The Younger Generation and Their Phone

Young people around the world love their cell phones — and a new Nielsen report sheds light on which phones they’re using, how they choose their phones, and how they use them.

The report focused on youth ages 15-24 from Brazil, Russia, India, China, Vietnam, Germany, Spain, Italy, the UK and the U.S. In all of these countries studied, the majority of young mobile users own feature phones (basic phones) — which isn’t surprising, since they indicated that price is the main driver in their purchase decision (except for Russia, where design was ranked as slightly more important).

In the U.S., only 33% of young mobile users have smartphones. Italy had the highest smartphone penetration among youth (47%), and India had the lowest (10%). One surprise: Most young U.S. smartphone users (55%) are female. In every other country studied, most young smartphone users are male.

Across all types of phones, China and the U.S. have the greatest number of young users who use advanced mobile data services. “84% percent of Chinese youth use their phones beyond voice and text, compared to 47 percent of Chinese adults.” said the report. Meanwhile: “83% of U.S. youth use advanced data — 32% higher than U.S. adults.”

But in terms of mobile Web usage, Chinese youth are leading the way: 73% of young Chinese mobile users access the Web from their phone. Young American mobile users, while in second place, are far behind — only 48% report using the mobile Web.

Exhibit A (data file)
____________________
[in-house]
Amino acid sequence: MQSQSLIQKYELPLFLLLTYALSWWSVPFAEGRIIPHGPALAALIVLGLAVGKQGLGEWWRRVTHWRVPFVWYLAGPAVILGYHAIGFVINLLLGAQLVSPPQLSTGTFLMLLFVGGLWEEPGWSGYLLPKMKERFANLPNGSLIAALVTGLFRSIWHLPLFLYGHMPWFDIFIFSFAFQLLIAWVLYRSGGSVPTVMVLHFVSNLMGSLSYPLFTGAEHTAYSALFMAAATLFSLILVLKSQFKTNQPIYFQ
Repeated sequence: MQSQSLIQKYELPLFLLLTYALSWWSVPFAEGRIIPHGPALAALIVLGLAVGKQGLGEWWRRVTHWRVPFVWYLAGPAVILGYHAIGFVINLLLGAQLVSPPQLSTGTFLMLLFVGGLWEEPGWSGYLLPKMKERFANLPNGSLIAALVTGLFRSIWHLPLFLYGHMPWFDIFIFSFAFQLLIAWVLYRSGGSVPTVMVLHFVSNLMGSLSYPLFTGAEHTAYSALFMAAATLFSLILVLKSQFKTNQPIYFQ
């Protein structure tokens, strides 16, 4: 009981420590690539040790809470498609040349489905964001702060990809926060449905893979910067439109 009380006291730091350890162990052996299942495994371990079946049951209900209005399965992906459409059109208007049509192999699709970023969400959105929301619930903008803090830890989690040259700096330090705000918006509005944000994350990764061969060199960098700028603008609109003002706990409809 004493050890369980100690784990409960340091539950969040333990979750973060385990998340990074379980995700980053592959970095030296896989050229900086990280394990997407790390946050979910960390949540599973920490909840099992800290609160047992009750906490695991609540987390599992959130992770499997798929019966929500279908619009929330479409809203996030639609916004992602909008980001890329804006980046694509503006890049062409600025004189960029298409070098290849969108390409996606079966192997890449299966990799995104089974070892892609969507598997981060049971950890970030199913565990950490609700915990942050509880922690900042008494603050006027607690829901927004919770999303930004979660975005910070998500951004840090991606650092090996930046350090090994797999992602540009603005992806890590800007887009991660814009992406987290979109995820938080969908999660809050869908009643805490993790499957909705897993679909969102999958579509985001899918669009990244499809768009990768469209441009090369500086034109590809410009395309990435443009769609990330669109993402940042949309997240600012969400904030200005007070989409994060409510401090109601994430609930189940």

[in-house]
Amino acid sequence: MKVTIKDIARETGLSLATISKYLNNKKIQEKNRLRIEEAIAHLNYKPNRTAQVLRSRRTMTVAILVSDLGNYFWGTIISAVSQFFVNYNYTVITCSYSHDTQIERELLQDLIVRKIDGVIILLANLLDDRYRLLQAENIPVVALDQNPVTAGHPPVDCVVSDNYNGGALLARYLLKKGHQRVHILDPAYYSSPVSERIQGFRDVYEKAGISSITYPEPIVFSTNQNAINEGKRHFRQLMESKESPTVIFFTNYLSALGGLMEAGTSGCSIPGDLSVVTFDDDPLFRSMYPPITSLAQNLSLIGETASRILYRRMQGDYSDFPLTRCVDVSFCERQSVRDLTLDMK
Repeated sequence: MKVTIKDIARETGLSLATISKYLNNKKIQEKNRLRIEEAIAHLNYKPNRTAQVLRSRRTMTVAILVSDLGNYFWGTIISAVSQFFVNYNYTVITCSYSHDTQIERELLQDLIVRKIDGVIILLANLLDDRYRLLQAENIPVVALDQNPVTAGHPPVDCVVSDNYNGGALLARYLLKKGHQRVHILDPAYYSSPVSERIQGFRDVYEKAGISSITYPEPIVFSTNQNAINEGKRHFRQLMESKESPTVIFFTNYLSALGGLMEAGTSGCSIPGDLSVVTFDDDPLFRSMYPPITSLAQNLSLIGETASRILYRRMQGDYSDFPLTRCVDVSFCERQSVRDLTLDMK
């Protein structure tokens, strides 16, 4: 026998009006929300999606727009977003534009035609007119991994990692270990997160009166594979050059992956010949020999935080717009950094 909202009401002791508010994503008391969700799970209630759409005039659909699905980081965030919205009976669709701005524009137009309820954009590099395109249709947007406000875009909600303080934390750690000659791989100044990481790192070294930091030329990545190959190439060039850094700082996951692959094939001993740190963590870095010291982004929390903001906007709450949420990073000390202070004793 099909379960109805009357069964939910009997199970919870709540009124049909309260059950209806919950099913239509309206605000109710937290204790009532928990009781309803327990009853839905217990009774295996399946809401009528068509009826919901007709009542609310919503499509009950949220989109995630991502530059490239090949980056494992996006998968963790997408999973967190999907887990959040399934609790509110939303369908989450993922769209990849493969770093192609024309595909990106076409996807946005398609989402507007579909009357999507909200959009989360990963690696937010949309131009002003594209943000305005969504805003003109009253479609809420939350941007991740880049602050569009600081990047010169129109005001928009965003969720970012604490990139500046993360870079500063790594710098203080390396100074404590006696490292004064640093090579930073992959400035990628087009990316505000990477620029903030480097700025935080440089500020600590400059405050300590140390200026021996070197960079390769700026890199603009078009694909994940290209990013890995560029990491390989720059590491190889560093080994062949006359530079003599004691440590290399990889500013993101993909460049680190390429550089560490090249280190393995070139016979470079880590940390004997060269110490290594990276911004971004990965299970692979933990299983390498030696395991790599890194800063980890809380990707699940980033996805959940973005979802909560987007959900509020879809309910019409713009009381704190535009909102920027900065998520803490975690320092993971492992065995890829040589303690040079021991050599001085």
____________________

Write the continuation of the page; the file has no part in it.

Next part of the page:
The report took a special look at U.S. teen texting. “If it seems like American teens [ages 13-17] are texting all the time, it’s probably because on average they’re sending or receiving 3,339 texts a month. That’s more than six per hour they’re awake — an 8% jump from last year,” said the report. Teen girls are doing most of that texting, the report said — they send and receive an average of 4,050 texts per month.

Who pays for young people’s cell phones? This varies by age. In the U.S., only 27% of mobile users aged 15-19 pay for their own service; in Germany and Brazil, that figure is 56%. But once German and Brazilian mobile users reach the 20-24 age group, those numbers jump to 84% and 82%, respectively.

For U.S. mobile users aged 20-24, 45% are paying their own mobile phone bills. Which is a bit surprising: Are most U.S. families really willing to foot the mobile bill for a 24-year-old? How do young people pay for their phones? In Russia, a whopping 98% of young mobile users have prepaid phone plans; in the U.S., only 19% do. However, prepaid plans are more common and diverse in most countries outside the U.S.; so this might not be solely an age-related issue.

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